Military Displays Equipment, Technology at Public Service Recognition Exhibit
By John J. Kruzel
American Forces Press Service
WASHINGTON, May. 11, 2007 Army Staff Sgt. Faith Pemberton said yesterday that seeing the U.S. Army’s Virtual Experience combat simulator gave her the “heebie-jeebies.”
Participants take an interactive tour inside the Virtual Army Experience exhibit on the National Mall in Washington, D.C., May 10, 2007, as part of National Public Service Recognition Week. Defense Dept. photo by Petty Officer 2nd Class Molly Burgess, USN
(Click photo for screen-resolution image);high-resolution image available.
“When I saw it for the first time it gave me the chills, because there are very close similarities to some real situations,” said Pemberton, who deployed to Tikrit, Iraq, in 2003.
The warfare simulator, housed beneath a 5,000-square-foot inflated dome, was one of about 200 civilian and military exhibits set up on the National Mall here for Public Service Recognition Week, May 7 to 13. Attracting about 30,000 visitors per day, the 27th annual recognition week honors the men and women who serve America as federal, state and local government employees.
“Every day we take for granted what government does for us, whether it’s keeping our air safe and clean, to keeping our food safe to providing citizenship services, to defending our borders,” said Carl Fillichio, vice president of the Council for Excellence in Government and the event’s organizer.
“Now and then, I think it’s important to remind the general public, and remind each other what our government does,” he said. “What I really like about our military displays is it kind of adds that dimension into young people’s public consciousness so that the military could be conceivable be a career for them.”
In the shadow of the U.S. Capitol, U.S. military exhibitors and defense contractors displayed security and defense equipment currently used in the field, including a Marine AH-64 Apache helicopter and LAV-25 Light-Armored Vehicle, and innovations that could aid servicemembers in future missions.
A former sailor in the Swedish navy, Nicholas Tchang, of Stockholm, visited the exhibits during his trip from New York to Los Angeles. “My feeling is that these are cool machines, and it’s interesting to walk around here and see this military equipment,” he said.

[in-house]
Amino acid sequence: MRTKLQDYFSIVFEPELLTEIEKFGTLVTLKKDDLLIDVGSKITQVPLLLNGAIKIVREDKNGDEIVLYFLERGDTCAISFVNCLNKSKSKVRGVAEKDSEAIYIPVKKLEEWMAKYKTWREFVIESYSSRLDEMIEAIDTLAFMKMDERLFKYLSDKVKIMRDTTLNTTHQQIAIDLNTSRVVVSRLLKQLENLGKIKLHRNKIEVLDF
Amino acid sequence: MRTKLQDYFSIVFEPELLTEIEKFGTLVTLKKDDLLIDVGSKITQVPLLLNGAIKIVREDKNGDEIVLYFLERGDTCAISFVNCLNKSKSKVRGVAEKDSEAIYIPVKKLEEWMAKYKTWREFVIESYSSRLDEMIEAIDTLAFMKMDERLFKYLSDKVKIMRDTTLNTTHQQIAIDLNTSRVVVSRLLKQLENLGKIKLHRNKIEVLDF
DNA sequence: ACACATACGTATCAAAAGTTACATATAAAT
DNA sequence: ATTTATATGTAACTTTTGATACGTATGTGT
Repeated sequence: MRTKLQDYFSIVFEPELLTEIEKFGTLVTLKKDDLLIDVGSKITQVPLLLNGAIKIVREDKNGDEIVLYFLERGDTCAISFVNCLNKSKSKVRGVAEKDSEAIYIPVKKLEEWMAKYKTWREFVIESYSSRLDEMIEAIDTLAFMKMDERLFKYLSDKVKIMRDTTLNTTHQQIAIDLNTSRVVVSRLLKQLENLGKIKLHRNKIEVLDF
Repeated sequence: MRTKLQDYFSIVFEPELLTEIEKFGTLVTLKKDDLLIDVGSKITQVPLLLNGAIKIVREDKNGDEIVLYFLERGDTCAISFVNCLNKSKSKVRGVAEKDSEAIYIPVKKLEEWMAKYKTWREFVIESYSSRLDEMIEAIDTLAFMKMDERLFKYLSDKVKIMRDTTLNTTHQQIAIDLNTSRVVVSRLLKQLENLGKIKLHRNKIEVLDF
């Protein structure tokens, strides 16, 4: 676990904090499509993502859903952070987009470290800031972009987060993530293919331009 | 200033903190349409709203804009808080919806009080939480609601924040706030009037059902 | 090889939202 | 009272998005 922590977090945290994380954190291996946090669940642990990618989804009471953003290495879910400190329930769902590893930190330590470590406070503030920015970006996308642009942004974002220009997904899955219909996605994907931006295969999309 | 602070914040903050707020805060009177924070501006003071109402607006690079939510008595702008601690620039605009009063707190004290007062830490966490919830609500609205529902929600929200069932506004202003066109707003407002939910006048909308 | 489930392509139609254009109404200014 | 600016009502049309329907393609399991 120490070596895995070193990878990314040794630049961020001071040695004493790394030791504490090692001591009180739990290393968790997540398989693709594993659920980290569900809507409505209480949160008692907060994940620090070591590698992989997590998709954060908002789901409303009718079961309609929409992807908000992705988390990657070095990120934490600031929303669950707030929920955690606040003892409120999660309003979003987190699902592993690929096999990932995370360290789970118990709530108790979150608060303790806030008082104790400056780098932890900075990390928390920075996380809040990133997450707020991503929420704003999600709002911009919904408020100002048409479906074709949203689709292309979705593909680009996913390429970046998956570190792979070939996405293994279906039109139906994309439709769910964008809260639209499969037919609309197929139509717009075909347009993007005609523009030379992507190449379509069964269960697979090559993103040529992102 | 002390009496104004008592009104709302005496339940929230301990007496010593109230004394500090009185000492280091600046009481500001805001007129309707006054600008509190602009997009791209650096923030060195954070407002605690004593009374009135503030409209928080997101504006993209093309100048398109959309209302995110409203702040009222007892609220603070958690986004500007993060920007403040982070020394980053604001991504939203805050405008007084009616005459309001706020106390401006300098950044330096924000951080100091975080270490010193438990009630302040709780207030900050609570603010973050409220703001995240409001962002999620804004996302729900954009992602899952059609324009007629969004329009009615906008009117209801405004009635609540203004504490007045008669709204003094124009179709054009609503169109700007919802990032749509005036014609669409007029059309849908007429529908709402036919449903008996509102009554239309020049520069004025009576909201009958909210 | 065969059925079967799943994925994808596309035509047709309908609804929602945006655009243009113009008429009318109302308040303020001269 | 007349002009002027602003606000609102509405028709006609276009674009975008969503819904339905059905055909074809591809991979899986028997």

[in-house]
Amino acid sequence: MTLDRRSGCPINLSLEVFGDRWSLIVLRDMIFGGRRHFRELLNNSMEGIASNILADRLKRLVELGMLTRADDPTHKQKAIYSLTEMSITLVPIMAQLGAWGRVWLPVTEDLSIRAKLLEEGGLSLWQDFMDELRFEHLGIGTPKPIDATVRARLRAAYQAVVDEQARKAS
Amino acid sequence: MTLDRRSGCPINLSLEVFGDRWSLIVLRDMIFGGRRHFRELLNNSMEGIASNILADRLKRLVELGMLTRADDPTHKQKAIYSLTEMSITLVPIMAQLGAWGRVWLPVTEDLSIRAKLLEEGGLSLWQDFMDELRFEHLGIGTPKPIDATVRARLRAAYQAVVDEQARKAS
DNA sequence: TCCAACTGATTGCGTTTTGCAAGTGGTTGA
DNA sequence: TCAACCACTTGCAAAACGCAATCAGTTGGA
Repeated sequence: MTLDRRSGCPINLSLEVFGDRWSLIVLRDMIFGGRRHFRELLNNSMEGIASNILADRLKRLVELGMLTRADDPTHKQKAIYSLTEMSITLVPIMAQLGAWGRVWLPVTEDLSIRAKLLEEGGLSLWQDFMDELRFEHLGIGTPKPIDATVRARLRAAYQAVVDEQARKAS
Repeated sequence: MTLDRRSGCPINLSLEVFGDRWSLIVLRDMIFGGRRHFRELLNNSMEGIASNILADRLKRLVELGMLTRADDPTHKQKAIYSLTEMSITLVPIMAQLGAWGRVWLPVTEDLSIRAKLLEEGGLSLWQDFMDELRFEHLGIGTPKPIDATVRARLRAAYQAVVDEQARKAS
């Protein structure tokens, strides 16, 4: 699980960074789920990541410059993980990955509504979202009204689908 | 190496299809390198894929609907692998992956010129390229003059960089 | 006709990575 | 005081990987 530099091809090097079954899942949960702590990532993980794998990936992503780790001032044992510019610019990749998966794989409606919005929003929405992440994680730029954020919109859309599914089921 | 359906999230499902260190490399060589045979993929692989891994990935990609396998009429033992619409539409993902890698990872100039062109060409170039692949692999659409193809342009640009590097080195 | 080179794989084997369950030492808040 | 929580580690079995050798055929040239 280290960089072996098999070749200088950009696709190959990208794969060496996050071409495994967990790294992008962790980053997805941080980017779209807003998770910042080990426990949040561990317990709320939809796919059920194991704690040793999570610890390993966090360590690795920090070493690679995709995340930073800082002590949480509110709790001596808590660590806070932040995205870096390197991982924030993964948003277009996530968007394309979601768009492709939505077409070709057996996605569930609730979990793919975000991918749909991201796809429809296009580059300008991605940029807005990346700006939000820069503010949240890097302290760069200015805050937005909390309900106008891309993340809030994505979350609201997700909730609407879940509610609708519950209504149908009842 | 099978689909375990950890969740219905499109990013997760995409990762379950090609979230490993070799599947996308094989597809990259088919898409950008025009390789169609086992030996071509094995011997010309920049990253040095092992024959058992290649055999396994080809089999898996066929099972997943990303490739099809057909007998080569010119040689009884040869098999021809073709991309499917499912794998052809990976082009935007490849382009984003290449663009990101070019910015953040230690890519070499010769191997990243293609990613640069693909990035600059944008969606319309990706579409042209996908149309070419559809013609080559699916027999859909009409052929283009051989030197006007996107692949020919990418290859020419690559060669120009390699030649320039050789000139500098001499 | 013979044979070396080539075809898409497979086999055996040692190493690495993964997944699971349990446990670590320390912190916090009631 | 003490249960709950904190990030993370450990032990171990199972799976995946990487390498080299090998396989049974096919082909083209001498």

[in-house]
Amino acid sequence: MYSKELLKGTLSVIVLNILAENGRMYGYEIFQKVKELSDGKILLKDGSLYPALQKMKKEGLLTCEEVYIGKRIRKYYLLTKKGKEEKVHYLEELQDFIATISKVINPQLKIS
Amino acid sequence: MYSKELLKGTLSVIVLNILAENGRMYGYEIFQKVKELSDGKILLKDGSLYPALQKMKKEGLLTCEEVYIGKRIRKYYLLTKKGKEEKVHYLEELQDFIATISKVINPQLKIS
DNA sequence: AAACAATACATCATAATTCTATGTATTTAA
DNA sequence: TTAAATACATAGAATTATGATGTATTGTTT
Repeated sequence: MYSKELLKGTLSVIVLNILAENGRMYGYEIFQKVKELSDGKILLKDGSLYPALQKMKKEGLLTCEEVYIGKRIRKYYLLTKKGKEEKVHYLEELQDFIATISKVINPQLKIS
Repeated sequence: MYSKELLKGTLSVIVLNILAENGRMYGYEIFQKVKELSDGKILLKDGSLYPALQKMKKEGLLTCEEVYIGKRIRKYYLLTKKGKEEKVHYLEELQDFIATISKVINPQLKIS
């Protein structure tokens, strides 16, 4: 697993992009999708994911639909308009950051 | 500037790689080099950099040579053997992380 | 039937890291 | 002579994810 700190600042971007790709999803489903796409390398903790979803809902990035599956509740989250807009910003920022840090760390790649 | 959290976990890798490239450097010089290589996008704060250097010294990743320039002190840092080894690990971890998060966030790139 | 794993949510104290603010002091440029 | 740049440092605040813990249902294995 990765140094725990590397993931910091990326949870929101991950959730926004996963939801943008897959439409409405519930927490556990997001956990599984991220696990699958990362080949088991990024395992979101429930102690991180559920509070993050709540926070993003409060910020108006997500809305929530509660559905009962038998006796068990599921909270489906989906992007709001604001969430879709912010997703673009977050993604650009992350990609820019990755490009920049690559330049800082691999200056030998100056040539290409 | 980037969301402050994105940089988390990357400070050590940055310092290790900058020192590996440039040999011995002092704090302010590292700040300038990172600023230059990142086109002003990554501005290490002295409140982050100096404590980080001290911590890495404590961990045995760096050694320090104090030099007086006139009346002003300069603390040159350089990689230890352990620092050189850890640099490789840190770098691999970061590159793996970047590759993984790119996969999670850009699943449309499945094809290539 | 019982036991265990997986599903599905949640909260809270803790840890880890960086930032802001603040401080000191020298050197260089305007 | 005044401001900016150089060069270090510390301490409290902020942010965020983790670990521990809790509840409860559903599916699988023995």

“This is a very beautiful design,” he added, looking at the Hydra 70 missiles mounted symmetrically on the Apache helicopter’s sides.
An interactive display invited visitors to try their hand at disposing of dummy explosives using the 500-series iRobot -– a durable, lightweight remote-controlled vehicle now used in Iraq in Afghanistan by explosive ordnance disposal teams in all service branches.
“With the iRobot, the individual doesn’t have to go down there and personally put his hands on (the ordnance),” said Ray Howard, a sales support specialist at iRobot who retired recently after 22 years as an Army EOD team member. “They can send a disposable robotic platform to go down, and if it gets destroyed then we’ll get them another one.” Howard said about the $118,000 device. “It’s better than losing a human life.”
An iRobot rolled across the lawn as 8-year-old Roman Franzia maneuvered it toward a simulated bomb. “I thought it was really fun to keep on trying to pick up the bomb and finally get it,” Roman said.
Watching his nephew successfully scoop the mock explosive with the iRobot’s metal grippers was Michael Franzia, a member of the California Wine Institute, who traveled here for Washington Wine Week. “Roman’s father was in the Army Reserve, and I think he wants to carry on the heritage,” Franzia said.